Work with neighborhood troops that supply den chiefs and into which Webelos Scouts may graduate. A lot of this actually falls on the Webelos II DL. That said, I think the ACM should coordinate with area Troops and get support needs on the table. OTOH, it is a symbiotic relationship: A good Troop details an ASM to reach back into area Packs and see how the Troop can help. It can be a win/win!

 

Help inform pack leaders of training opportunities and arrange for them to attend training sessions. In retrospect, this is too easy. Our Council calendar is usually pretty darn good about listing training.

 

Work with the pack committee to develop and promote an ongoing plan for recruiting new boys. Frankly, we relied on the annual School Night for Activities, and put leaders and Cubs, in Class A AND Class B uniforms (some stood the desk, some played games!) where they were visible to 1st-4th graders.

 

Work with the Cubmaster and pack committee on pack reregistration. Baloney. Too many cooks spoil the soup. One person... whoever works Packmaster, should be the point person on reahcarter!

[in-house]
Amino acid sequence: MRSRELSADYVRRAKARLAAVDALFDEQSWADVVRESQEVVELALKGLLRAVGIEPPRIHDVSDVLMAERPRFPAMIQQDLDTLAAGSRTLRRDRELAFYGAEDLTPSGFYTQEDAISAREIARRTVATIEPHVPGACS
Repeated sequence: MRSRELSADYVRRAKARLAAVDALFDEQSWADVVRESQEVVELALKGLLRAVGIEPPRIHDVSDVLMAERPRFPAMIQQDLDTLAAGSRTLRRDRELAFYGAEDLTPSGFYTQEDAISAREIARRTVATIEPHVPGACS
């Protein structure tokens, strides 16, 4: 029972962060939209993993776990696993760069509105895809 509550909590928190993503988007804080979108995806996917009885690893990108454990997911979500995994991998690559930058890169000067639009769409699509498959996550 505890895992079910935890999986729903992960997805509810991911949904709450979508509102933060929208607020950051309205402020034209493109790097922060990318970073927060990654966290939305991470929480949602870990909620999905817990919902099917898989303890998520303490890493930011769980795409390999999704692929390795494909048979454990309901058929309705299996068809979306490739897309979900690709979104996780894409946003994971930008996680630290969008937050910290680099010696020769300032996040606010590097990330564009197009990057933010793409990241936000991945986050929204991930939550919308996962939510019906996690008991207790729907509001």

Help with pack activities, such as dinners, derbies, bike safety workshops, service projects, etc. Comes right along with Pack meetings. The ACM is a pair of hands and legs to help get things done!

 

Work with the pack committee on outings to see that the pack and dens qualify for the National Summertime Pack Award. No, work with the CM. Program is program. Now, the family picnic that goes with the summer swim... yeah, that belongs to the Committee.

 

Participate in the annual pack program planning conference and pack leaders' meetings. AKA the August swim night. The kids play in the water, the leaders work the calendar. One of the nice things of Cubbing is between the elaborate pre-packaging of the National Program and KISMIF, it really does almost present itself!

 

Promote the religious emblems program. Our District has some great resources, it was below the line for us, but probably shouldn't be!

 

Support the policies of the BSA. OK. Got it. Follow the rules. Next!

 

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I've been ACM for several years. Here's my take.